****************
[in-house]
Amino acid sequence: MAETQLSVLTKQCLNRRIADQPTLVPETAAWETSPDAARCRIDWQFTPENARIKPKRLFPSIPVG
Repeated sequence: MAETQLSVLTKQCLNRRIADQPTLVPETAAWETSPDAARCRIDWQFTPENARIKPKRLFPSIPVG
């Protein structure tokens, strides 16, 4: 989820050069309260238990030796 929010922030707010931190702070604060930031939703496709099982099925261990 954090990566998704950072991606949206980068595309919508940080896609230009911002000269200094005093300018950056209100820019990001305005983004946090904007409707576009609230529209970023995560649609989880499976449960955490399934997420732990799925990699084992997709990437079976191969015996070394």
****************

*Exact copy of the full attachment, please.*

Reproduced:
[in-house]
Amino acid sequence: MAETQLSVLTKQCLNRRIADQPTLVPETAAWETSPDAARCRIDWQFTPENARIKPKRLFPSIPVG
Repeated sequence: MAETQLSVLTKQCLNRRIADQPTLVPETAAWETSPDAARCRIDWQFTPENARIKPKRLFPSIPVG
């Protein structure tokens, strides 16, 4: 989820050069309260238990030796 929010922030707010931190702070604060930031939703496709099982099925261990 954090990566998704950072991606949206980068595309919508940080896609230009911002000269200094005093300018950056209100820019990001305005983004946090904007409707576009609230529209970023995560649609989880499976449960955490399934997420732990799925990699084992997709990437079976191969015996070394």